It could be argued that Mentats would use it but they use something else (or in addition to) Spice. In a way, prescience would make plain intelligence pale by comparison but maybe the specific type of intelligence that Mentats need (calculating ability) is not enhanced by Spice.

  • In normal (non-Atreides) users, high quantities cause a mild form of prescience. That's not the same as intelligence.
    – Valorum
    Nov 10, 2019 at 8:09
  • I would argue the prescience, which is not something proven to exist, would very much function like extreme intelligence -- the prescient would be able to make decisions of very high quality based on their knowledge of the future.
    – releseabe
    Nov 10, 2019 at 8:36
  • Guesses of a better than average quality (in normal users) would seem like intelligence to others, I'll grant.
    – Valorum
    Nov 10, 2019 at 8:40
  • if intelligence amounts to modeling some phenomenon within the mind and making predictions based on this model then the prescient would get better results (assuming the prescience was "well behaved": the person would be able to see the future about anything he chose -- it was not something that only occurred sporadically) than any model that was not perfect.
    – releseabe
    Nov 10, 2019 at 8:44
  • 1
    Even Paul only saw possible futures, often with the most important points left out - such as what decisions would lead to a particular outcome. Prescience could still be useful if treated with care, but it wasn't a substitute for actual intelligence. Nov 10, 2019 at 19:08

2 Answers 2


It can if you are willing to pay the price.

In the prequels, the Guild Navigators are described as having genius-level intelligence - at least the story about Navigator D'murr and his brother suggests this:

When they were 17, they entered the Guild Embassy Building with their mother's influence, in order to take the final rigorous test to be accepted to the Guild. They were immediately separated, and placed in two different sealed, testing chambers. Both were separately sprayed with spice, and D'murr opened his mind. D'murr felt melange pressing into his every pore and cell and envisioned himself as a revered Navigator, expanding his mind to the farthest reaches of the Imperium, encompassing everything.

When D'murr passed, he was ushered into the hierarchy of the Guild, and was told that would have no contact, nor see his family again. Immediately D'murr was given complex mathematical quests and problems to solve, and was immersed into an environment which was over-saturated with melange.

The space-folding and travel is not a magical ability - it requires extremely high levels of skills:

Steersman Grodin spoke on a tangent about the technical aspects of what the chosen student had just accomplished on his interstellar journey, how they had employed high-order mathematics and dimensional changes to peer into the future [...]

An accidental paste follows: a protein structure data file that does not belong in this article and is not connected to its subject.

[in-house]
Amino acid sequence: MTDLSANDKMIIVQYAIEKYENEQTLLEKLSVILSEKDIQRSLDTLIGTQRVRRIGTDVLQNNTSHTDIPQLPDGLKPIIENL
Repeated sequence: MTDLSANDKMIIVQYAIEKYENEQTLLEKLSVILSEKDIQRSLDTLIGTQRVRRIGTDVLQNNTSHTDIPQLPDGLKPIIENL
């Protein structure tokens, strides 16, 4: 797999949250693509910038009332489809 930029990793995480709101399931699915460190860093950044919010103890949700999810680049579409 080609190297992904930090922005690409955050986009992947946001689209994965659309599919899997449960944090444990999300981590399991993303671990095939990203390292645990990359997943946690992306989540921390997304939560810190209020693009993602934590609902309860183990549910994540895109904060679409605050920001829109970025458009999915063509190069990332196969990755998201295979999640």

D'murr is later contacted by his brother but he has a serious problem communicating on such "primitive level"

D’murr paused, taking time to slide back into the limited manner of person-to-person communication. “I have guided a Heighliner through foldspace, brother. I hold the galaxy in my mind, I see mathematics.

Norma Cenva, the genius scientist behind the Holtzman Engine allowing the space-folding travel was using spice gas to increase her mental capabilities, which started causing mutation and turning her into the very first Navigator.

  • I don't think the ability to solve those puzzles is a result of Spice, but rather he's being tested to determine his suitability to become a Guild Navigator.
    – Valorum
    Nov 10, 2019 at 21:35
  • @Valorum Those tasks are described as extremely difficult, something that normal human withouth a PhD in math couldn't do. Up to his change, D'murr was 17 years old without special skills in math.
    – Yasskier
    Nov 10, 2019 at 22:05

The Dune Encyclopedia lists a variety of physical and mental state changes but increasing the raw intelligence of the user isn't one of them.

The interaction with the CNS is primarily in the Kohliker-Kramptz center, which controls time-space awareness. In most humans this center is rudimentary, consisting of only a small number of cells (K-K cells) in the central cortex of the brain. Ingestion of spice stimulates the growth of K-K cells so that the individual becomes more aware of his/her time-space environment.


These products interact with T-cells of the immune system, rendering the addict immune to most bacterial, fungal, parasitic and viral agents of disease. Moreover, changes which occur in body cells due to aging or malignant transformation are rapidly recognized and the cells are eliminated. Ingestion of spice also imparts an immunity to many common poisons. One of the most striking results of a diet high in melange is the "Eyes of Ibab," the characteristic "blue on blue" eye color.

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